SCIENCE AND SPACE
J. Allen Hynek
Newsweek, 10 octobre 1966
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Flying saucers once again have zoomed back into the public eye-or imagination. In the first six months of this year the U.S. Air Force's Project Blue Book, the official registrar of Unidentified Flying Objects, has duly noted 508 UFO "sightings." Saturday Review columnist and UFO believer John Fuller's "Incident at Exeter" has been sharing space on the best-seller lists with former radio announcer Frank Edwards' book "Flying Saucers-Serious Business." And just last week Fuller began a two-part story in Look magazine recounting the terrifying two hours that a New Hampshire couple claim they spent being interrogated aboard a flying saucer
The Air Force has been chasing-and usually shooting down-such stories since the late 1940s. The issue has always seemed clear-cut: on the one side, the excited believers or someone with a story to sell; on the other side, the sober scientific Establishment which explained away alleged sightings as weather balloons, birds, jet aircraft, cloud formations or even ball lightning (NEWSWEEK, Sept. 5, 1966). But last week one of the leading Establishment members seemed to be defecting to the other side. No less a figure than J. Allen Hynek, the Northwestern University astrophysicist and the Air Force's own UFO consultant, believes something's up. "There is a phenomenon here," Hynek says. "I've studied this for eighteen years and it's not all nonsense."
In a letter to the authoritative journal Science, to be published this month, Hynek calls upon reputable scientists to investigate UFO's seriously. "I'm not saying we are being visited by extraterrestrial beings," Hynek told Newsweek's Richard Steele, "but I believe it is one of the possibilities and I think we should hold an open mind about it. It would be provincial to believe we are the only intelligent beings in the universe." UFO's might even be, according to Hynek, "something entirely new to science. Where would you have gotten in 1866," he asks, "if you had talked to a scientists about nuclear energy?"
Unlike the true UFO believers, Hynek does not cry conspiracy. First of all, he dismisses the idea that UFO's are some secret military device. "I just don't think people can keep a secret for eighteen years," he says. Hynek also acknowledges that most UFO reports can be explained as down-to-earth events. At first, Science magazine rejected Hynek's letter, reluctant to lend its reputation to a controversy that has been the property of publicity seekers and circulation-minded editors. But Hynek's arguments persuaded the magazine to publish an abbreviated version.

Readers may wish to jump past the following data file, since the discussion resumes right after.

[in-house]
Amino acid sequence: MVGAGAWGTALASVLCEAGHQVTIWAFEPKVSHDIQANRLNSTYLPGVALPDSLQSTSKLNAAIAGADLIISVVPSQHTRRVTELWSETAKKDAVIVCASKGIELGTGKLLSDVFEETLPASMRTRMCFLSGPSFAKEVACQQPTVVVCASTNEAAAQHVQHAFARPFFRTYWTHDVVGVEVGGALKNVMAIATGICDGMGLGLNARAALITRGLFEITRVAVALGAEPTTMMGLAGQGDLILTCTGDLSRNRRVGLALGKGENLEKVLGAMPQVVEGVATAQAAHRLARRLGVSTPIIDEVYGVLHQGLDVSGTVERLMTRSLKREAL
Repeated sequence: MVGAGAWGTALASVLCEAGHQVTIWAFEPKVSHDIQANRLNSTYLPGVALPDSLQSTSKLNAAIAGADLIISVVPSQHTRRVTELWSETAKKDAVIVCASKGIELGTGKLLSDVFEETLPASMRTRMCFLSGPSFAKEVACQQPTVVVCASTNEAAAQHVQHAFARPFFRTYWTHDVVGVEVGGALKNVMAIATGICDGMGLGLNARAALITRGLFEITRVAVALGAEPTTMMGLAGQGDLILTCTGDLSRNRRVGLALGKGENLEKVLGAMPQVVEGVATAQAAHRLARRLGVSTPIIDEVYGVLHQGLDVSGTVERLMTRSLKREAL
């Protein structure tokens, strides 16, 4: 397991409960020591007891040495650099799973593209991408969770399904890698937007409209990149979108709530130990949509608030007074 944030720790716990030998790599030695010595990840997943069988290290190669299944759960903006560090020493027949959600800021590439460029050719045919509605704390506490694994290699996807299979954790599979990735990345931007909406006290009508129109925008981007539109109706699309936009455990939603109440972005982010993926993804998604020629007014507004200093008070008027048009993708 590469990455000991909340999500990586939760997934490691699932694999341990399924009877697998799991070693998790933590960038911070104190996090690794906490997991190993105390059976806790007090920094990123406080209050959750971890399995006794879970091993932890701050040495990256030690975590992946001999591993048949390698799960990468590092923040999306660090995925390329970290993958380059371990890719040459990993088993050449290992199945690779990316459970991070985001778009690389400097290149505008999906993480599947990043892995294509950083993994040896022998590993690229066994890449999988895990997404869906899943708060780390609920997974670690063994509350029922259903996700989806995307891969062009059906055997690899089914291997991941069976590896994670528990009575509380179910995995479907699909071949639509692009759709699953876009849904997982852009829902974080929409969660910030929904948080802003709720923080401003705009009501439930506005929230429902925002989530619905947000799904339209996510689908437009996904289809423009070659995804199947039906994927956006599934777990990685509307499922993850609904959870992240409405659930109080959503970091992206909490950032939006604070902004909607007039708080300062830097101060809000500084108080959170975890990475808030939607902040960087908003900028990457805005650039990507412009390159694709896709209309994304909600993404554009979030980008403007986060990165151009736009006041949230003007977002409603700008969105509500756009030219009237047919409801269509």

In his letter Hynek eloquently seeks to win over "scientists who would like to look into the UFO phenomenon but are so vastly afraid of ridicule . . . They don't dare investigate." He presents his argument in charge and rebuttal form:
Search: To turn UFO's into IFO's (Identified Flying Objects) Hynek recommends reliable reports be searched by computer for common features such as the appearance of the object and where and when it was sighted. Then, says Hynek, the investigators could try to be on scene to observe the UFO's.
Hynek claims a pattern 'has already begun to emerge from the "hard-data" cases. They contain, he says, "Frequent allusions to hovering, wobbling and rapid take-off. Other often reported features are oval shapes, flashing lights or brilliant lights whose glare is uncomfortable." This is an apt description of ball lighting-the glowing mass of ionized air molecules that can occur during stormy weather--but Hynek things that relatively few UFO sightings can be explained by ball lighting. Many have been seen, he says, when atmospheric conditions are not right for ball lighting.
If an inquiry is launched (the Air Force is searching for a university to do the job) Hynek wants only an advisory role. "I'm not whipping up a bonfire," he says. "so I can dance around it."
Gullible: How soon, if ever, Hynek's program will be carried out is anyone's guess. Yet the need for a systematic investigation of UFO reports to end the uncertainty is undeniable. The national capacity for gullibility is enormous. Look magazine's story, for example, recounts the adventures of Barney and Betty Hill, as revealed under hypnosis performed by a Boston psychiatrist named Benjamin Simon.
Look insists that he story is a "human document" and not an attempt to convince the public that the Hills actually boarded a flying saucer. But the title of Fuller's series--"Aboard a Flying Saucer" --seems to contradict that and so does the prose: Barney found himself remembering that "The men had rather odd-shaped heads, with a large cranium, diminishing in size as it got toward the chin. And the eyes continued around to the sides of their 'heads'." The Hills have earned $24,000 from their story so far and author Fuller and Dr. Simon will share earning from a projected book and possibly a movie.
Until the U.S. acts on Hynek's proposals, it seems, the public will continue to be taken for a ride aboard UFO's.
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